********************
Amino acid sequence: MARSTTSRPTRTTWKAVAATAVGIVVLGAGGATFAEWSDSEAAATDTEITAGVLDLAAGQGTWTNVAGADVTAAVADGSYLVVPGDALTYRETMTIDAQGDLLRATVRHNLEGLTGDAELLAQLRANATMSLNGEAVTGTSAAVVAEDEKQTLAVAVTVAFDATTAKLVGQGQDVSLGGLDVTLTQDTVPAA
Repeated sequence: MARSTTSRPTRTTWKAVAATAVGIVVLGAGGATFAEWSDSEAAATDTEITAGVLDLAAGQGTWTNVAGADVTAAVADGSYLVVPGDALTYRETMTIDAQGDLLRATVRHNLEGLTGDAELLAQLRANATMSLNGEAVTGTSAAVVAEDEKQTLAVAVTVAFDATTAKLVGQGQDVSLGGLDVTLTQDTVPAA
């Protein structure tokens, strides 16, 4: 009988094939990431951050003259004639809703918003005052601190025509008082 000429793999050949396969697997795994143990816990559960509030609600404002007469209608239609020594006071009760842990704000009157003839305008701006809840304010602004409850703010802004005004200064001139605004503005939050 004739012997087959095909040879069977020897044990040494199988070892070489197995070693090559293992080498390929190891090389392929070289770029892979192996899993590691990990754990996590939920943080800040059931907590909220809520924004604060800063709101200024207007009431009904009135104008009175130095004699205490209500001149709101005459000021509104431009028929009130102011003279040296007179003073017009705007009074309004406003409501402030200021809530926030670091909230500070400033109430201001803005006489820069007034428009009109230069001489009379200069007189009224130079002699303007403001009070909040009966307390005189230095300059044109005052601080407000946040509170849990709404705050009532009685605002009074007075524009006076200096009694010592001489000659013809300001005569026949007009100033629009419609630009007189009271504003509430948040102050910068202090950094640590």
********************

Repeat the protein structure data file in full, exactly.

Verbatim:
Amino acid sequence: MARSTTSRPTRTTWKAVAATAVGIVVLGAGGATFAEWSDSEAAATDTEITAGVLDLAAGQGTWTNVAGADVTAAVADGSYLVVPGDALTYRETMTIDAQGDLLRATVRHNLEGLTGDAELLAQLRANATMSLNGEAVTGTSAAVVAEDEKQTLAVAVTVAFDATTAKLVGQGQDVSLGGLDVTLTQDTVPAA
Repeated sequence: MARSTTSRPTRTTWKAVAATAVGIVVLGAGGATFAEWSDSEAAATDTEITAGVLDLAAGQGTWTNVAGADVTAAVADGSYLVVPGDALTYRETMTIDAQGDLLRATVRHNLEGLTGDAELLAQLRANATMSLNGEAVTGTSAAVVAEDEKQTLAVAVTVAFDATTAKLVGQGQDVSLGGLDVTLTQDTVPAA
């Protein structure tokens, strides 16, 4: 009988094939990431951050003259004639809703918003005052601190025509008082 000429793999050949396969697997795994143990816990559960509030609600404002007469209608239609020594006071009760842990704000009157003839305008701006809840304010602004409850703010802004005004200064001139605004503005939050 004739012997087959095909040879069977020897044990040494199988070892070489197995070693090559293992080498390929190891090389392929070289770029892979192996899993590691990990754990996590939920943080800040059931907590909220809520924004604060800063709101200024207007009431009904009135104008009175130095004699205490209500001149709101005459000021509104431009028929009130102011003279040296007179003073017009705007009074309004406003409501402030200021809530926030670091909230500070400033109430201001803005006489820069007034428009009109230069001489009379200069007189009224130079002699303007403001009070909040009966307390005189230095300059044109005052601080407000946040509170849990709404705050009532009685605002009074007075524009006076200096009694010592001489000659013809300001005569026949007009100033629009419609630009007189009271504003509430948040102050910068202090950094640590």